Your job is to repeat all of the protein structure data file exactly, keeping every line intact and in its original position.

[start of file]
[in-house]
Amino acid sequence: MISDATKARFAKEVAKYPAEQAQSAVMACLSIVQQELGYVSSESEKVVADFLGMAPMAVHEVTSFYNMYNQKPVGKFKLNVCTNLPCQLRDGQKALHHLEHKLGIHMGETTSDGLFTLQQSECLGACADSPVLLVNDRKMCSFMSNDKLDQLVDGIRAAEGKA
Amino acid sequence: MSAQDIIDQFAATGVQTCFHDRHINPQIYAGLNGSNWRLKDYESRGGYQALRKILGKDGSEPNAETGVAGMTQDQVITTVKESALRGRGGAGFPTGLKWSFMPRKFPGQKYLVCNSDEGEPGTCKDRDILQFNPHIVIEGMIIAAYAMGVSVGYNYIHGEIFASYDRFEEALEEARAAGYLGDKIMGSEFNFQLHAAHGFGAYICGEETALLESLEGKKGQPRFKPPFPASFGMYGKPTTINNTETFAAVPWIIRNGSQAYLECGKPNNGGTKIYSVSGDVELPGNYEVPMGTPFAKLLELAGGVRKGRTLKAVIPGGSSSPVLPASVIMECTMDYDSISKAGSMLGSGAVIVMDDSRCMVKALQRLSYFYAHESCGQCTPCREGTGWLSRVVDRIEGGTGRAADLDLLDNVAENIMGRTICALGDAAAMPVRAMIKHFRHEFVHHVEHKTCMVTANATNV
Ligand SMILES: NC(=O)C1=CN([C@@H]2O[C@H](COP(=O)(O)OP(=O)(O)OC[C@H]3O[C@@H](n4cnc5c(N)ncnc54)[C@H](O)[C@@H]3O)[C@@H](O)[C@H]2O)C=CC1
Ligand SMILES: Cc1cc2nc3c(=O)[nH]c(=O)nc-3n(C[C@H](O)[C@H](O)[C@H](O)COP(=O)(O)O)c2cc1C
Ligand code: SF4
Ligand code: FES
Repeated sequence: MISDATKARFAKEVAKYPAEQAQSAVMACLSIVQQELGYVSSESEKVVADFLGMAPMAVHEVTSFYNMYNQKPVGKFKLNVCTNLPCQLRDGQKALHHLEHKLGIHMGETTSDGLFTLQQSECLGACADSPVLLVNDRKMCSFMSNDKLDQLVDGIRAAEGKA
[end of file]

[in-house]
Amino acid sequence: MISDATKARFAKEVAKYPAEQAQSAVMACLSIVQQELGYVSSESEKVVADFLGMAPMAVHEVTSFYNMYNQKPVGKFKLNVCTNLPCQLRDGQKALHHLEHKLGIHMGETTSDGLFTLQQSECLGACADSPVLLVNDRKMCSFMSNDKLDQLVDGIRAAEGKA
Amino acid sequence: MSAQDIIDQFAATGVQTCFHDRHINPQIYAGLNGSNWRLKDYESRGGYQALRKILGKDGSEPNAETGVAGMTQDQVITTVKESALRGRGGAGFPTGLKWSFMPRKFPGQKYLVCNSDEGEPGTCKDRDILQFNPHIVIEGMIIAAYAMGVSVGYNYIHGEIFASYDRFEEALEEARAAGYLGDKIMGSEFNFQLHAAHGFGAYICGEETALLESLEGKKGQPRFKPPFPASFGMYGKPTTINNTETFAAVPWIIRNGSQAYLECGKPNNGGTKIYSVSGDVELPGNYEVPMGTPFAKLLELAGGVRKGRTLKAVIPGGSSSPVLPASVIMECTMDYDSISKAGSMLGSGAVIVMDDSRCMVKALQRLSYFYAHESCGQCTPCREGTGWLSRVVDRIEGGTGRAADLDLLDNVAENIMGRTICALGDAAAMPVRAMIKHFRHEFVHHVEHKTCMVTANATNV
Ligand SMILES: NC(=O)C1=CN([C@@H]2O[C@H](COP(=O)(O)OP(=O)(O)OC[C@H]3O[C@@H](n4cnc5c(N)ncnc54)[C@H](O)[C@@H]3O)[C@@H](O)[C@H]2O)C=CC1
Ligand SMILES: Cc1cc2nc3c(=O)[nH]c(=O)nc-3n(C[C@H](O)[C@H](O)[C@H](O)COP(=O)(O)O)c2cc1C
Ligand code: SF4
Ligand code: FES
Repeated sequence: MISDATKARFAKEVAKYPAEQAQSAVMACLSIVQQELGYVSSESEKVVADFLGMAPMAVHEVTSFYNMYNQKPVGKFKLNVCTNLPCQLRDGQKALHHLEHKLGIHMGETTSDGLFTLQQSECLGACADSPVLLVNDRKMCSFMSNDKLDQLVDGIRAAEGKA